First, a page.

I have in the distant past tried various ways of both html- and uri-obfuscating email addresses in main html text or in mailto: links so that a real web browser will understand an email address but a cheesy, cheap, home-brewed scanner app won't. I do have to admit though that I'm not too sure how effective such things are nowadays, especially as there could now be popular libraries or well passed-around cut-n-paste code snippets just for this job spreading across the net, a development that would mean that even script kiddies and programmers fairly devoid of clue could get a more sophisticated scan of the page content done at low cost, without going all the way towards buying a full working tag soup html parser. Unless you can just buy one in, proper tag soup syntactic analysis is something that is incredibly hard to write and test and is huge, as the sheer verbosity of html5’s ‘anything goes’ syntactic spec shows.
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sevenlayermuddle

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Re: Nasty threatening spam / scam targeted at Mrs Weaver
« Reply #8 on: January 10, 2018, 09:15:01 PM »

On topic, does remind me of an Episode of Charlie Brooker’s Black Mirror series, originally channel 4, now Netflix.     I’ve looked it up - Series 3, episode 3, “Shut up and Dance”.  Rather distrurbing.  Not universally acclaimed, but appropriate to this thread.  A boy is blackmailed as in Weaver’s spam, it all ends badly. :'(

Off topic, Netflix have just released another series of Black Mirror.  I’m absolutely not a fan of Netflix’s own material, but I make Black Mirror an exception.   Excellent IMO (other episodes have no relation at all to this topic).  :)
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Weaver

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Re: Nasty threatening spam / scam targeted at Mrs Weaver
« Reply #9 on: January 12, 2018, 11:42:45 PM »

I have recently put together some extra anti-spam defences of my own having done a bit of reading. I found a couple of tips which I thought would be well worth trying:

1. One idea is that of having MX records that are broken. These are assigned a low numeric value for the MX priority field. Low numbered MX mean highest priority, most preferred, so sending mail servers will try the duff entry first. Correctly designed software which follows the specs will just pass on to the next higher numbered MX entry and all will be well. However it is argued that some spam distribution engines have quite cheesy, nasty code and will just fail because they don't implement the specs correctly, possibly by design because they don't want to waste any time at all, they just want to get on to sending to the next victim as quickly as possible.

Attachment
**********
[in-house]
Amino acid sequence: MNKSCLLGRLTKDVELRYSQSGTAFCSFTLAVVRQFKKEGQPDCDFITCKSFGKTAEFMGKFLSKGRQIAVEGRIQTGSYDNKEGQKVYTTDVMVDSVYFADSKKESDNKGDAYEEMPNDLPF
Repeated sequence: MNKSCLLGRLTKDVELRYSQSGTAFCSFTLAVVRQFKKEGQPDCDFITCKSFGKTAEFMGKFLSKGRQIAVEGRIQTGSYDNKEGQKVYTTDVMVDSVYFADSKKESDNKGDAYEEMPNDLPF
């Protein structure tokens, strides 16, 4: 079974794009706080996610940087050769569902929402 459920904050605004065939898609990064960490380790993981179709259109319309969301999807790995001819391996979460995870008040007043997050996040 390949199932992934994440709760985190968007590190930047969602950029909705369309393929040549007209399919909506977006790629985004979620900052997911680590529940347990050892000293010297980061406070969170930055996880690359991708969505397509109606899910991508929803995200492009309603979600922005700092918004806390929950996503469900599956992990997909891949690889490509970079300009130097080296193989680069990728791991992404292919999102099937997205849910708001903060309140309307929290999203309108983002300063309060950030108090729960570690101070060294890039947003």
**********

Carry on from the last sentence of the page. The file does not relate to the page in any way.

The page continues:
2. The second idea is that of having multiple high-priority-field-numbered (low priority) MX entries that all point to an existent but _evil_ ‘SMTP’ server. The designers of Project Tarbaby explain it like this:
Quote
“Spammers however often try to go in the "back door" thinking that your backup servers hae less spam filtering than your main email server. So they send email to the highest numbered MX record first. And spammers don't retry so they make an attempt, it fails, and they go on to the next victim. In the process if we detect a spam bot signature then the IP address of the spam bot is added to our DNS blacklist. If you are also using our blacklist then there is an added bonus in that our blacklist will tune itself to your spam so that if the spam bots later try your main server then they will be caught.”

Tarbaby (tarbaby.junkemailfilter.com) is an evil mail server which wastes spammers time, takes forever to respond and messes them around. (If you are familiar with “Lenny” the hilarious audio automaton that wastes nuisance callers’ time then this is the SMTP equivalent.)

To use it, add lots of different high-numbered MX records that all point to tarbaby.junkemailfilter.com.

The idea is that this not only protects you, it protects others as well and if enough people use it and the bad guys do get caught out then it could mean they don't achieve much with all the time that is being wasted.

I have strengthened this technique with an additional trick of my own, which I won't describe in an open page, where malefactors might pick up a valuable tip.
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d2d4j

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Re: Nasty threatening spam / scam targeted at Mrs Weaver
« Reply #10 on: January 13, 2018, 09:36:54 AM »

Hi weaver

Kudos to you

I am not sure it would work in a commercial environment, where email is time critical

Also, everything you have posted is well known, and has its uses to a degree against certain type of spam, and none against other types. Eg some mail scripts just send email without waiting for mail server responses then move on to next in their list

I should mention if you use SA, do you have SA update daily - most users of SA never update SA for latest daily changes

Many thanks

John
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Weaver

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Re: Nasty threatening spam / scam targeted at Mrs Weaver
« Reply #11 on: January 13, 2018, 04:32:39 PM »

@ds4j I'm not following you in respect of the time-critical point. I may be misunderstanding? The high-priority non-existent server idea will introduce a tiny delay while sending servers switch to the next mx, but that should be very quick as they will get an immediate failure from dns lookup. As for tarbaby, no legit servers will ever go near it.

It is indeed well-known stuff, but was new to me and so I thought it might be of interest to other kitizens. I claim zero original invention, and I agreee that I am very skeptical about its effectiveness, but I thought that it would be interesting to _evaluate it_. The problem is that existing spam defences are so good that we don't get enough spam for a decent statistical analysis, nor do I have a proper control. A pair of well-publicised honeypots would be needed to do it properly.